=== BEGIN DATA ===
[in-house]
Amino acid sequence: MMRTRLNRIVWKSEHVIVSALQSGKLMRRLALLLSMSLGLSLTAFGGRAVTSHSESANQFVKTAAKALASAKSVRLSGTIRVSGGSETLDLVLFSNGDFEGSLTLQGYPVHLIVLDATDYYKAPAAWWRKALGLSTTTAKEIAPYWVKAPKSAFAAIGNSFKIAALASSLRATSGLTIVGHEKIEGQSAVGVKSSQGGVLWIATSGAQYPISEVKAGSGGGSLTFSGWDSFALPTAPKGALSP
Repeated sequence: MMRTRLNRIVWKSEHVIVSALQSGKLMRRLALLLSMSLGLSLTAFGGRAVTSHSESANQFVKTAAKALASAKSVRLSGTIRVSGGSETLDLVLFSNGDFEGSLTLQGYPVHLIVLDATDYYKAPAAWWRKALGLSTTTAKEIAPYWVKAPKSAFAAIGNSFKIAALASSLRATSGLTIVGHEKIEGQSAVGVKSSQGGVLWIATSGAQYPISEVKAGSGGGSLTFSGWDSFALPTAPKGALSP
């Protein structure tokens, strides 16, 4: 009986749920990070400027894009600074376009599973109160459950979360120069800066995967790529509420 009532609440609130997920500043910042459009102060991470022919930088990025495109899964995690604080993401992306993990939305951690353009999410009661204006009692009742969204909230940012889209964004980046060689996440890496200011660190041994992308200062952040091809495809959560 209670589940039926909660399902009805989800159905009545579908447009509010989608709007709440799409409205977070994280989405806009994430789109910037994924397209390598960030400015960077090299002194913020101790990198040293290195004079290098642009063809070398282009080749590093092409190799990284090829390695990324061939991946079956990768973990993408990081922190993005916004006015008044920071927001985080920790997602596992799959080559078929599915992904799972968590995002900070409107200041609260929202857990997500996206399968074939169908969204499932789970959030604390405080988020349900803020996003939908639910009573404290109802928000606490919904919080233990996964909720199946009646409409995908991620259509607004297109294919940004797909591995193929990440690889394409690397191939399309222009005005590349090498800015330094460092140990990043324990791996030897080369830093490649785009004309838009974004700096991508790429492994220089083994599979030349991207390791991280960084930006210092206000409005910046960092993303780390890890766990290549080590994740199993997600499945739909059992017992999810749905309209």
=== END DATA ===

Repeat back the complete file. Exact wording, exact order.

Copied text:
[in-house]
Amino acid sequence: MMRTRLNRIVWKSEHVIVSALQSGKLMRRLALLLSMSLGLSLTAFGGRAVTSHSESANQFVKTAAKALASAKSVRLSGTIRVSGGSETLDLVLFSNGDFEGSLTLQGYPVHLIVLDATDYYKAPAAWWRKALGLSTTTAKEIAPYWVKAPKSAFAAIGNSFKIAALASSLRATSGLTIVGHEKIEGQSAVGVKSSQGGVLWIATSGAQYPISEVKAGSGGGSLTFSGWDSFALPTAPKGALSP
Repeated sequence: MMRTRLNRIVWKSEHVIVSALQSGKLMRRLALLLSMSLGLSLTAFGGRAVTSHSESANQFVKTAAKALASAKSVRLSGTIRVSGGSETLDLVLFSNGDFEGSLTLQGYPVHLIVLDATDYYKAPAAWWRKALGLSTTTAKEIAPYWVKAPKSAFAAIGNSFKIAALASSLRATSGLTIVGHEKIEGQSAVGVKSSQGGVLWIATSGAQYPISEVKAGSGGGSLTFSGWDSFALPTAPKGALSP
């Protein structure tokens, strides 16, 4: 009986749920990070400027894009600074376009599973109160459950979360120069800066995967790529509420 009532609440609130997920500043910042459009102060991470022919930088990025495109899964995690604080993401992306993990939305951690353009999410009661204006009692009742969204909230940012889209964004980046060689996440890496200011660190041994992308200062952040091809495809959560 209670589940039926909660399902009805989800159905009545579908447009509010989608709007709440799409409205977070994280989405806009994430789109910037994924397209390598960030400015960077090299002194913020101790990198040293290195004079290098642009063809070398282009080749590093092409190799990284090829390695990324061939991946079956990768973990993408990081922190993005916004006015008044920071927001985080920790997602596992799959080559078929599915992904799972968590995002900070409107200041609260929202857990997500996206399968074939169908969204499932789970959030604390405080988020349900803020996003939908639910009573404290109802928000606490919904919080233990996964909720199946009646409409995908991620259509607004297109294919940004797909591995193929990440690889394409690397191939399309222009005005590349090498800015330094460092140990990043324990791996030897080369830093490649785009004309838009974004700096991508790429492994220089083994599979030349991207390791991280960084930006210092206000409005910046960092993303780390890890766990290549080590994740199993997600499945739909059992017992999810749905309209």